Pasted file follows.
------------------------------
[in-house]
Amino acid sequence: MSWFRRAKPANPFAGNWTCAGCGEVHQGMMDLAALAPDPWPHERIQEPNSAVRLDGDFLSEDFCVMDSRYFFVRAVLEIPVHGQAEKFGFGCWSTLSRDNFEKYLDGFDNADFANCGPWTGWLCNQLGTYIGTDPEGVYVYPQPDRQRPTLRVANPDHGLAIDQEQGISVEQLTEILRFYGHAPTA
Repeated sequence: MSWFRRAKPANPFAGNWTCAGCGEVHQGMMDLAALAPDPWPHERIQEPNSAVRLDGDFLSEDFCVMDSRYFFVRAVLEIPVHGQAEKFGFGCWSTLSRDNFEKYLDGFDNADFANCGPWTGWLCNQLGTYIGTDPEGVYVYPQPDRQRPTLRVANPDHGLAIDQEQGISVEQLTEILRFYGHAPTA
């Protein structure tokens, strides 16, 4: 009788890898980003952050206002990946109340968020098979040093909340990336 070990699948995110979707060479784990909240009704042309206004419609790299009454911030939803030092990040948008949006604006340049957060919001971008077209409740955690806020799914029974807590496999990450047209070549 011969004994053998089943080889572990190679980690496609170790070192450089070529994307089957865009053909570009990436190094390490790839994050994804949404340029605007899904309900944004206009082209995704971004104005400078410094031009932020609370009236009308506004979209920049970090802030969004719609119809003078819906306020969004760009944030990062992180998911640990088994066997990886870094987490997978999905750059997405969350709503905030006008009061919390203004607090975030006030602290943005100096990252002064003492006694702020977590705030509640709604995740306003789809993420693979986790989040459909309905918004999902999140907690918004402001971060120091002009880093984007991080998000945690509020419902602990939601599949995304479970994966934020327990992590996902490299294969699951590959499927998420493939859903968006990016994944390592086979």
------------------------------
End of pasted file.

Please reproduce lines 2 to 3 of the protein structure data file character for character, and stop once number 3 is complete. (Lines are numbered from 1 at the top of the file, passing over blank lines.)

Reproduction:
Amino acid sequence: MSWFRRAKPANPFAGNWTCAGCGEVHQGMMDLAALAPDPWPHERIQEPNSAVRLDGDFLSEDFCVMDSRYFFVRAVLEIPVHGQAEKFGFGCWSTLSRDNFEKYLDGFDNADFANCGPWTGWLCNQLGTYIGTDPEGVYVYPQPDRQRPTLRVANPDHGLAIDQEQGISVEQLTEILRFYGHAPTA
Repeated sequence: MSWFRRAKPANPFAGNWTCAGCGEVHQGMMDLAALAPDPWPHERIQEPNSAVRLDGDFLSEDFCVMDSRYFFVRAVLEIPVHGQAEKFGFGCWSTLSRDNFEKYLDGFDNADFANCGPWTGWLCNQLGTYIGTDPEGVYVYPQPDRQRPTLRVANPDHGLAIDQEQGISVEQLTEILRFYGHAPTA